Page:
This week I discovered that Rasterio doesn't always close the temporary in-memory datasets that are used within some of its methods. In testing Rasterio's WarpedVRT class I used a GDAL function to dump descriptions of all open datasets and found a bunch that looked unrelated to WarpedVRT. They were GDAL "MEM" type datasets with UUIDs for names, which didn't tell me much. What were their origins?
They have UUIDs for names because Rasterio imports uuid in its _io module and
uuid.uuid4() to make temporary dataset names. If only the dataset
name included the name of the test in which it was created, then I'd have an
entry point into debugging. One way to do this is with a pytest auto-used
I changed the rasterio._io module's import statement from
import uuid to
from uuid import uuid4 to make it slightly easier to monkey patch and then
I added 5 lines of code to Rasterio's
set_mem_name fixture uses two standard pytest fixtures:
monkeypatch. The value of
request.node.name is the name of the test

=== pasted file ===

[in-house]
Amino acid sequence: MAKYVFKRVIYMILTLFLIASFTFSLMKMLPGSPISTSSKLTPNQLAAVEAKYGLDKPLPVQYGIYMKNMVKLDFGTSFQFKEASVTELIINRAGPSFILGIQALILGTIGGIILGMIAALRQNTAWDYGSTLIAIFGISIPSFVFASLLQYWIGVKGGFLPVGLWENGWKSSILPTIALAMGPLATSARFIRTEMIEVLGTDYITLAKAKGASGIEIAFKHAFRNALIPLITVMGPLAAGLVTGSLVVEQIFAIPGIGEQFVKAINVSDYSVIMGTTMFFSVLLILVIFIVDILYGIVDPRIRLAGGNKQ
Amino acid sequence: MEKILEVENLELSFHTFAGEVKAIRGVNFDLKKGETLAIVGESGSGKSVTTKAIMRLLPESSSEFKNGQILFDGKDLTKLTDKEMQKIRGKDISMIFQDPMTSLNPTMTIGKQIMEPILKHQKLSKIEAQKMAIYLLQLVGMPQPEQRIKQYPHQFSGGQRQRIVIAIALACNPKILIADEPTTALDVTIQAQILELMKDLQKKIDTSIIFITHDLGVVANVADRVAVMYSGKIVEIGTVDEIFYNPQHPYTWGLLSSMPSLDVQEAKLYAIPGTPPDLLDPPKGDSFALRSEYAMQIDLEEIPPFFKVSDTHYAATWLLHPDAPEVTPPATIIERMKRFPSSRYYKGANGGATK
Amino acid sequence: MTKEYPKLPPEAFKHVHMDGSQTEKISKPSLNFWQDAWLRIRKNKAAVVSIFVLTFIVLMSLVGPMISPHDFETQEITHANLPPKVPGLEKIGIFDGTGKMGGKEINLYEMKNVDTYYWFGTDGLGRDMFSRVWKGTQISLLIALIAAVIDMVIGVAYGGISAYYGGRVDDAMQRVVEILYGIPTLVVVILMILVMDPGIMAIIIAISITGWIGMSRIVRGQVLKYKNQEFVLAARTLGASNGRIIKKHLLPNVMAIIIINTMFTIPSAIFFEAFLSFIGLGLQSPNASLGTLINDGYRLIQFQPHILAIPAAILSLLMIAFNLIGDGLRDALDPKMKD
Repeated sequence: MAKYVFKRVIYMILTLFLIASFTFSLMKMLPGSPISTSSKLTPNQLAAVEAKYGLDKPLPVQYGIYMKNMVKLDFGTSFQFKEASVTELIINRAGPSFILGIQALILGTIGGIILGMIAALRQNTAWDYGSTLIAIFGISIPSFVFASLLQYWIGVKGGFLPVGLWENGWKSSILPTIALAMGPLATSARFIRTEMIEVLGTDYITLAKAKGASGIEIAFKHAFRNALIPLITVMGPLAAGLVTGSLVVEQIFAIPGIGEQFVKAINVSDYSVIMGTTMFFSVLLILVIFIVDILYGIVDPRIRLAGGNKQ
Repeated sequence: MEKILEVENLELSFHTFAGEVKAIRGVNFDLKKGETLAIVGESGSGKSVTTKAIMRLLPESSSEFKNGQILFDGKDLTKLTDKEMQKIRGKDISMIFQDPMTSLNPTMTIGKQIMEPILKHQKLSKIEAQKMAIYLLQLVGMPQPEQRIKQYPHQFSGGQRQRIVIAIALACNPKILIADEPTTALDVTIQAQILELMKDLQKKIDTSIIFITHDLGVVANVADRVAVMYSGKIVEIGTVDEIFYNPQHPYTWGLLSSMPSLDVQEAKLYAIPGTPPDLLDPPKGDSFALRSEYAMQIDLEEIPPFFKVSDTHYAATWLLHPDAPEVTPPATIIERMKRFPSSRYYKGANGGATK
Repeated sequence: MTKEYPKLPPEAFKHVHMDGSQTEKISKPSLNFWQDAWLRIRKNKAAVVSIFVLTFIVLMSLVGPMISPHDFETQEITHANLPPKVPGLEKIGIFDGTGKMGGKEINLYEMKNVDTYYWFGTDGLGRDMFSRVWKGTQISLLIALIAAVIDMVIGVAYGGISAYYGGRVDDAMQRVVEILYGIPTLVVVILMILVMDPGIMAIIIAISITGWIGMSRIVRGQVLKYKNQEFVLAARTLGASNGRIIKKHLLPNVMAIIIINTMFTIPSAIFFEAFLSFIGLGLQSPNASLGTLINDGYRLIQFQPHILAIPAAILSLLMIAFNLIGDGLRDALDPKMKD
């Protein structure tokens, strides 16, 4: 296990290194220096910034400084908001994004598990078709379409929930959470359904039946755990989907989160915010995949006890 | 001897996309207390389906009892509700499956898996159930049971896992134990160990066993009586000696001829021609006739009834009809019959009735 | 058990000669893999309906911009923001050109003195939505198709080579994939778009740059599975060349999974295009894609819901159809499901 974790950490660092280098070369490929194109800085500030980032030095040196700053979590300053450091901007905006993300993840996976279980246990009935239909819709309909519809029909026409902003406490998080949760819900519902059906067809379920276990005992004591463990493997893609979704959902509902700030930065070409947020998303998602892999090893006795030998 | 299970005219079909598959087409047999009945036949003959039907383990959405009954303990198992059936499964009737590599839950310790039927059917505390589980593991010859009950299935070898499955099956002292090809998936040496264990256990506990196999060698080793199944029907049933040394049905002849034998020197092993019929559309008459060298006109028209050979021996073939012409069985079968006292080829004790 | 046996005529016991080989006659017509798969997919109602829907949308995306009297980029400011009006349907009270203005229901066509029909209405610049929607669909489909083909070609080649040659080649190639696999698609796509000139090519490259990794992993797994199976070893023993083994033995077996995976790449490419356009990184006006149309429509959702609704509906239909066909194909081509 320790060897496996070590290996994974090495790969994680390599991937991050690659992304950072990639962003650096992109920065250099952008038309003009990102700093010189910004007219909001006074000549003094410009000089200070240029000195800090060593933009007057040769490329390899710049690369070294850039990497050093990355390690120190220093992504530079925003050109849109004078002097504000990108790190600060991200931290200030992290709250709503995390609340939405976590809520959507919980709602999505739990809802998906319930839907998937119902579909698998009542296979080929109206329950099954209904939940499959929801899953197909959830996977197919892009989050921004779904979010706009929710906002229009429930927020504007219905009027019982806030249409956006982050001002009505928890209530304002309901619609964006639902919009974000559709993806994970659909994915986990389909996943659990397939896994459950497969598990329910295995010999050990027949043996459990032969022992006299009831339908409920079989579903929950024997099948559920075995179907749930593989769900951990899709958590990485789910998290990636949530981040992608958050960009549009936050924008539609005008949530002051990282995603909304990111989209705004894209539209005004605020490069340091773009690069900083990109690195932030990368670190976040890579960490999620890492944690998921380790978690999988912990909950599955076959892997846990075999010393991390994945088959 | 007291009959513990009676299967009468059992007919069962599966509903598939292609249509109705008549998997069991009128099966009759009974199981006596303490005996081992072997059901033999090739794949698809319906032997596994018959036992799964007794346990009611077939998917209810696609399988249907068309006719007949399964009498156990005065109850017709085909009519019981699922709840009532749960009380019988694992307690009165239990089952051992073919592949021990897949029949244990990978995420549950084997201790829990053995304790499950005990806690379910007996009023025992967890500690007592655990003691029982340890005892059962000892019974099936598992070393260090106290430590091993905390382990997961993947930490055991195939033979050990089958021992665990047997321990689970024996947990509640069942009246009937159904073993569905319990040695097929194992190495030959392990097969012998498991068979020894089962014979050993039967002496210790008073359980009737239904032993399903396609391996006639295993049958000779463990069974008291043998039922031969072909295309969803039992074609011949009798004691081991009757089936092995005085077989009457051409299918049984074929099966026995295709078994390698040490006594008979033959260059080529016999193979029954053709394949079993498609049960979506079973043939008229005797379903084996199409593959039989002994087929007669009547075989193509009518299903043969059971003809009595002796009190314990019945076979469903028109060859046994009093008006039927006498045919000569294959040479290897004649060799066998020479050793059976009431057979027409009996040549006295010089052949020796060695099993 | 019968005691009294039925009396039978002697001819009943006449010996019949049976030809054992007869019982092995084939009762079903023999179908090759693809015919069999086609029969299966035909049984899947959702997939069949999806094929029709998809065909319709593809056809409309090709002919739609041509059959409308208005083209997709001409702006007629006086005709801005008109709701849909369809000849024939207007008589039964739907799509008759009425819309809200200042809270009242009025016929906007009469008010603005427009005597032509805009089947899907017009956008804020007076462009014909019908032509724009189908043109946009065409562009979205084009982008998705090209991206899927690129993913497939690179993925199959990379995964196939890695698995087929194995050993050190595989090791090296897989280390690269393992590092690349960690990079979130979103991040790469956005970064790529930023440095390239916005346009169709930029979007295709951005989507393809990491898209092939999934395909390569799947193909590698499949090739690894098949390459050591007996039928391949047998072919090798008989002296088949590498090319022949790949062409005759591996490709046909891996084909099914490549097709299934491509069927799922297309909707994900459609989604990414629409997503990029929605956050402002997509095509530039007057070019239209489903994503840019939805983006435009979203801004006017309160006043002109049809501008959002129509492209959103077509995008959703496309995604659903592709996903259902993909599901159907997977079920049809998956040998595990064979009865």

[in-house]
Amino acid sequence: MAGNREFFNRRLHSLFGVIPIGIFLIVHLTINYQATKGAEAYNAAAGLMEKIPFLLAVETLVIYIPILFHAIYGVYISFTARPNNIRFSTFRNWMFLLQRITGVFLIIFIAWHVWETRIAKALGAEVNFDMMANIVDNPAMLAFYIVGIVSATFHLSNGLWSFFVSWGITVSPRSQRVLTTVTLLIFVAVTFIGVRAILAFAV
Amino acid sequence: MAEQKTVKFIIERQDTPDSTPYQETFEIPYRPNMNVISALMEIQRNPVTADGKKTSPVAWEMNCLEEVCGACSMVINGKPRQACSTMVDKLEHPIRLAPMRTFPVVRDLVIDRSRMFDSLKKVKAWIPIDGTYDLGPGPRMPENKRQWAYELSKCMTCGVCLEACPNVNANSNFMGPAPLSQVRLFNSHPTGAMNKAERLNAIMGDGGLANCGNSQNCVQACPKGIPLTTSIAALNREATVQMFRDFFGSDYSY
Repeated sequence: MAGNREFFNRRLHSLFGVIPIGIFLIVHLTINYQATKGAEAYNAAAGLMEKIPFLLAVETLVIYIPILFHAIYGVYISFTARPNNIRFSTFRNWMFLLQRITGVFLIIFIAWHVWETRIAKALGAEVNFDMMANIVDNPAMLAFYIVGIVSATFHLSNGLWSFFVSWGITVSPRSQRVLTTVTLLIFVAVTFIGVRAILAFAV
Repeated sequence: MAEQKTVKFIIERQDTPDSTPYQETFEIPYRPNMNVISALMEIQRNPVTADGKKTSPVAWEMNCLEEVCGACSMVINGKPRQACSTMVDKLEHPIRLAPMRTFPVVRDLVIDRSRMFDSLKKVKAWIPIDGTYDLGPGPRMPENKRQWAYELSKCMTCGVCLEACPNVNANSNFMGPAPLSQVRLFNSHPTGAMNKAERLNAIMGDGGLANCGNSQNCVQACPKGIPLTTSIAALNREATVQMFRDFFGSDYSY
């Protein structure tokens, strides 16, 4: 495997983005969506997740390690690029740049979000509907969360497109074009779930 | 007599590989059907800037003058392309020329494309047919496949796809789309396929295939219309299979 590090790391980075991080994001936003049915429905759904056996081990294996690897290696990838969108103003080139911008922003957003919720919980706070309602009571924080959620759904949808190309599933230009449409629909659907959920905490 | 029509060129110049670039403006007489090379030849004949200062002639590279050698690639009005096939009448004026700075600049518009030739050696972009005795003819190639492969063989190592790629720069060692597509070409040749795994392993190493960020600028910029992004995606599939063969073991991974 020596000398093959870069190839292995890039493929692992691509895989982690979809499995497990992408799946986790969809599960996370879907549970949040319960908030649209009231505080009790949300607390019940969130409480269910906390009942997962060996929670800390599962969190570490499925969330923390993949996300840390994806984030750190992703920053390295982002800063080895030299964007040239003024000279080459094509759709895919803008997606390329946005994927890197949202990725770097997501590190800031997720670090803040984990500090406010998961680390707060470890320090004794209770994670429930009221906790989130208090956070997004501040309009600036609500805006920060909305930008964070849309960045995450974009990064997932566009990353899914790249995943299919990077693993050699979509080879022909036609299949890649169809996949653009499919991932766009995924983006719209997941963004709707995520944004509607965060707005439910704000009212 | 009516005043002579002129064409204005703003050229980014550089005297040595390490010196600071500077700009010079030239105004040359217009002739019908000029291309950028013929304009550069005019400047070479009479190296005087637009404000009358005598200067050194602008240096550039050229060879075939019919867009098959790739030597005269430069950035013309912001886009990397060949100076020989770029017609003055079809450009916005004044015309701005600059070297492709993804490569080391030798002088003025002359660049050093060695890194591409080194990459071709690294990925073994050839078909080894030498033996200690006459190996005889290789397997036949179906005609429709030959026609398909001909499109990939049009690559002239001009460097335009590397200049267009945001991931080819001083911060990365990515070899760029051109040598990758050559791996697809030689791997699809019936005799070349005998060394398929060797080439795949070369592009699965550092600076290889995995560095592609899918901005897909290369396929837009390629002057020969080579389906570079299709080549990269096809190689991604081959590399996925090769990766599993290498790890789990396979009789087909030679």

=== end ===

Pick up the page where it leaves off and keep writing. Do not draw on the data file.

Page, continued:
set_mem_name fixture uses
monkeypatch to replace
rasterio._io with a custom function that prepends the name of the test to
the UUID. The
autouse=True argument tells pytest to add this fixture to every
test it finds. I didn't need to touch the code of any of Rasterio's tests, not a one.
This quickly revealed to me that the unclosed temporary datasets were coming from tests that asserted certain exceptions were being raised by Rasterio's reprojection code. This code used temporary datasets and didn't close them before raising the exception to the caller. Once I changed the code to do the following, Rasterio no longer leaked datasets from those tests, or in our programs.
If Rasterio used only Python's unittest module, and not pytest, it would be
possible to do the same thing. Import rasterio._io in the test case's
setUp(), monkey patch it, and then restore it in
tearDown(). If all the
tests derived from one base class, it would only be necessary to extend that
class. The unittest.mock module easily allows every test to be patched with
a single decorator statement.
It seems like it could be two fewer lines of code, but I don't immediately see
how to get the name of the test and use it with only the mock.patch decorator.
It looks like one would have to use a patcher's start and stop,
which is back to somewhat more boilerplate than with pytest.